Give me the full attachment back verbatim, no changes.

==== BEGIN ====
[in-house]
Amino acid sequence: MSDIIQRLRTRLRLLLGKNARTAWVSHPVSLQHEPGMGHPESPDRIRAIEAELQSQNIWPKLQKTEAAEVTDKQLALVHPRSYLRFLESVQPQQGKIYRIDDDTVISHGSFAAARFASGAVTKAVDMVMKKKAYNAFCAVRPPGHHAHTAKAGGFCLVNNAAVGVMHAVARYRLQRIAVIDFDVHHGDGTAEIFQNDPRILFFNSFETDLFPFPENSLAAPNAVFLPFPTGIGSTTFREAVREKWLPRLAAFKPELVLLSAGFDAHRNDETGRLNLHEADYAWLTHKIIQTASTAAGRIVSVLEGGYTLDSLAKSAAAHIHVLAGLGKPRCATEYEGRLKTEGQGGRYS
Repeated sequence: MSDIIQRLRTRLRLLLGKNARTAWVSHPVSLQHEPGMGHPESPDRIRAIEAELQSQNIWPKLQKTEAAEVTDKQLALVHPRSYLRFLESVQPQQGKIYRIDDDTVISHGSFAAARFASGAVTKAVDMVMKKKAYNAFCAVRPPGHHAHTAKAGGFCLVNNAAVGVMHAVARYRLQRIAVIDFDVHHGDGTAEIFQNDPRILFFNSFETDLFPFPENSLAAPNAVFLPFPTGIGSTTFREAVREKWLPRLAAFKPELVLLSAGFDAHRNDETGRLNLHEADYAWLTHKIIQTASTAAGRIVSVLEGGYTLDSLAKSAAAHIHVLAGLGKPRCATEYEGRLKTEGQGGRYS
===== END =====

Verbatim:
[in-house]
Amino acid sequence: MSDIIQRLRTRLRLLLGKNARTAWVSHPVSLQHEPGMGHPESPDRIRAIEAELQSQNIWPKLQKTEAAEVTDKQLALVHPRSYLRFLESVQPQQGKIYRIDDDTVISHGSFAAARFASGAVTKAVDMVMKKKAYNAFCAVRPPGHHAHTAKAGGFCLVNNAAVGVMHAVARYRLQRIAVIDFDVHHGDGTAEIFQNDPRILFFNSFETDLFPFPENSLAAPNAVFLPFPTGIGSTTFREAVREKWLPRLAAFKPELVLLSAGFDAHRNDETGRLNLHEADYAWLTHKIIQTASTAAGRIVSVLEGGYTLDSLAKSAAAHIHVLAGLGKPRCATEYEGRLKTEGQGGRYS
Repeated sequence: MSDIIQRLRTRLRLLLGKNARTAWVSHPVSLQHEPGMGHPESPDRIRAIEAELQSQNIWPKLQKTEAAEVTDKQLALVHPRSYLRFLESVQPQQGKIYRIDDDTVISHGSFAAARFASGAVTKAVDMVMKKKAYNAFCAVRPPGHHAHTAKAGGFCLVNNAAVGVMHAVARYRLQRIAVIDFDVHHGDGTAEIFQNDPRILFFNSFETDLFPFPENSLAAPNAVFLPFPTGIGSTTFREAVREKWLPRLAAFKPELVLLSAGFDAHRNDETGRLNLHEADYAWLTHKIIQTASTAAGRIVSVLEGGYTLDSLAKSAAAHIHVLAGLGKPRCATEYEGRLKTEGQGGRYS